Business Continuity is both preparation and, if needed, execution during an incident. The overall approach looks like this:
Prevent: Risk Management activities to reduce the likelihood and impact of incidents
Prepare: Business Impact understanding and ways to mitigate impact during an incident
Respond: Manage an active incident to minimise its scope and impact
Recover: Recover and restore essential and non-essential functions, services and activities
All these are part of good Business Continuity. They should be regularly reviewed, rehearsed and revised.
Business Continuity will be different for each organisation. Nevertheless, there are some common aspects that all organisations must address. Reducing risks makes it more likely that a Business Continuity Plan will not need to be invoked, providing greater resilience to a potential interruption to normal operations. If the Business Continuity Plan is invoked, various preparations and expenditure in advance will help to reduce the impact of the incident. These include preventive measures as well as ways to mitigate the impact of any incident and recover more quickly. Good preparation is key!
Providing good Business Continuity will almost certainly mean some changes in IT infrastructure. This includes hardware (equipment, generally) and software.
Some things to consider to minimise the risk of successful cyber attacks include:
- Making network equipment as secure as possible – this involves the right network devices being used and being configured well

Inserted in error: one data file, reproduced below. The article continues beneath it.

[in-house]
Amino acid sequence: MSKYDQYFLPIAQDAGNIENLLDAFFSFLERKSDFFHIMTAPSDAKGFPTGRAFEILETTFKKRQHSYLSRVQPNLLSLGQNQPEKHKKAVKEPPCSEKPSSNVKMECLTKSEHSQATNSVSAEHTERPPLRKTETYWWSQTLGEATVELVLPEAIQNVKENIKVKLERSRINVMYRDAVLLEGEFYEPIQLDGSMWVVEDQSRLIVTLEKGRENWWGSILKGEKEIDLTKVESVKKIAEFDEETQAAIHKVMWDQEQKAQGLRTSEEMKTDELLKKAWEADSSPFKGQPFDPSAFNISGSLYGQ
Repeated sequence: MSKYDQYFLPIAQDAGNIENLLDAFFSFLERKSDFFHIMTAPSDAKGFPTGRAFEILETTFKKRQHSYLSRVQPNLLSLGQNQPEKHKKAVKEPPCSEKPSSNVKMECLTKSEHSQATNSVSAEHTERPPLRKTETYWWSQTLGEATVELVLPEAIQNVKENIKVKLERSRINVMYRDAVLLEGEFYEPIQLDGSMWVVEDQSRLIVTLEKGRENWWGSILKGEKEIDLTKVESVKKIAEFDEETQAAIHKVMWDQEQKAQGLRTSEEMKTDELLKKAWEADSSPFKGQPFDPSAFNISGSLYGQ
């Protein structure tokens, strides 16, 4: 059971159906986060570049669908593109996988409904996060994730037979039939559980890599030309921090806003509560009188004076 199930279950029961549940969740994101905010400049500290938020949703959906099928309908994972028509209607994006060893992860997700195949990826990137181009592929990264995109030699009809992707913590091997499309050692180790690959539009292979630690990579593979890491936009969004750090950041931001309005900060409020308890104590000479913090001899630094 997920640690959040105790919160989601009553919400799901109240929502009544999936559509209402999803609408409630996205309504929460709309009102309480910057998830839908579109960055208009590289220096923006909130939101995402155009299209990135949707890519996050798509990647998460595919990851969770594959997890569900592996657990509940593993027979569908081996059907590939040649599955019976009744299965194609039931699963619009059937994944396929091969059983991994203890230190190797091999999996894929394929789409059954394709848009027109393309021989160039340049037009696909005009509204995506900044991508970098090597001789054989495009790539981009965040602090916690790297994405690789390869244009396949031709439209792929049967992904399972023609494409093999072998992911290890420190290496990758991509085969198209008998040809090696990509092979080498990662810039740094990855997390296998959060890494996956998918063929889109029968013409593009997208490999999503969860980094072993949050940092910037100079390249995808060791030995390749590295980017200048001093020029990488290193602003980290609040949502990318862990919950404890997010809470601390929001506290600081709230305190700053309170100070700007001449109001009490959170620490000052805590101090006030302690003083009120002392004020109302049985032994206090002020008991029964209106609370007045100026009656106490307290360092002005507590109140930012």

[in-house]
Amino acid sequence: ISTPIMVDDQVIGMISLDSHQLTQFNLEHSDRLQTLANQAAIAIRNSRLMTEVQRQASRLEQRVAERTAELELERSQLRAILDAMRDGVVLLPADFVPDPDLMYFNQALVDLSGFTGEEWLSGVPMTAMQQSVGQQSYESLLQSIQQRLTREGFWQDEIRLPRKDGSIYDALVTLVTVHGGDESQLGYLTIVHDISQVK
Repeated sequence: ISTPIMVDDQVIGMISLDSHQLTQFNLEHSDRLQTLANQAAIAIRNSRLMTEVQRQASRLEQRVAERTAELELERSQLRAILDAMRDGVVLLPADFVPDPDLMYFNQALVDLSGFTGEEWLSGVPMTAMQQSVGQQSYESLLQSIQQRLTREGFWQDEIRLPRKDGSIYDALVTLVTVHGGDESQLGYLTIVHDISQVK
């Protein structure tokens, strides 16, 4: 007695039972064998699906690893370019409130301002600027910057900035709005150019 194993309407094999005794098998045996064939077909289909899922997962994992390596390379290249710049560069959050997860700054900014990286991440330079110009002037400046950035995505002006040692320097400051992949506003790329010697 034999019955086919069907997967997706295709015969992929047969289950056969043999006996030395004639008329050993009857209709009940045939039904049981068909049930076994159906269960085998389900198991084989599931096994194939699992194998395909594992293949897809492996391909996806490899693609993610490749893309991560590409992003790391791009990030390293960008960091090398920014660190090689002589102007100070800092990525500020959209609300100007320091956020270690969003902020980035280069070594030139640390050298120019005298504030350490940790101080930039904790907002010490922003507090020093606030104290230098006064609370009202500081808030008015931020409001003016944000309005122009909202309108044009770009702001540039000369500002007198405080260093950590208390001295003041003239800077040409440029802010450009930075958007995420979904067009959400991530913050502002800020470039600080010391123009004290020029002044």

- Configuring IT systems securely
- Installing and running effective antivirus and malware software
- Preventing risks associated with the use of portable devices
- Configuring equipment so that there is redundancy that could make recovery quicker
- Use of off-site resources such as cloud-based storage to separate data from local equipment
Investment in IT infrastructure should be balanced against the available resources, primarily finances, so that expenditure for continuity planning is based on a good understanding of the potential costs of damage from an incident. This is part of the overall risk management investment of the organisation.
Business Continuity planning is not just about technology, as important as that is. People are at the heart of good Business Continuity planning. The best technology in the world can still be vulnerable to failure during disruptive events if people are not prepared and practised in handling such incidents.
Some things to consider to try to ensure personnel can respond well during cyber attacks include:
- Give personnel regular, up-to-date Cyber Security Training
- Teach personnel to recognise and report cyber security events that may indicate a cyber security incident is in progress
- Define, document, test and practice Business Continuity Plans – plans must be familiar to personnel so that their actions are effective and appropriate, always following the Plan
- Encourage feedback from personnel on the rehearsals of Business Continuity Plans and incorporate useful insights as a means of continual improvement of plans
Above all, make personnel aware that eventually something will disrupt normal operations and it is part of the culture of the organisation to “be prepared”!
Many organisations have useful information about Business Continuity. A selection of these is provided here for additional reference.
- Wikipedia – Business Continuity Planning: https://en.wikipedia.org/wiki/Business_continuity_planning
- Australian Government – Risk Assessment and Planning:
- QLD Government – Business Continuity Planning:
- NSW Government – Prepare for the unexpected - Build a Business Continuity Plan:
- WA Government – Dealing with unexpected events:
- APRA – Business Continuity Management:
- US Government – Business Continuity Plan:
- Investopedia – Business Continuity Planning (BCP):
- Manchester City Council, UK – Business Continuity Planning:
- International Standards Organisation (ISO) – ISO 22301 - Business Continuity (An Introduction):
A Word version of this document can be downloaded here: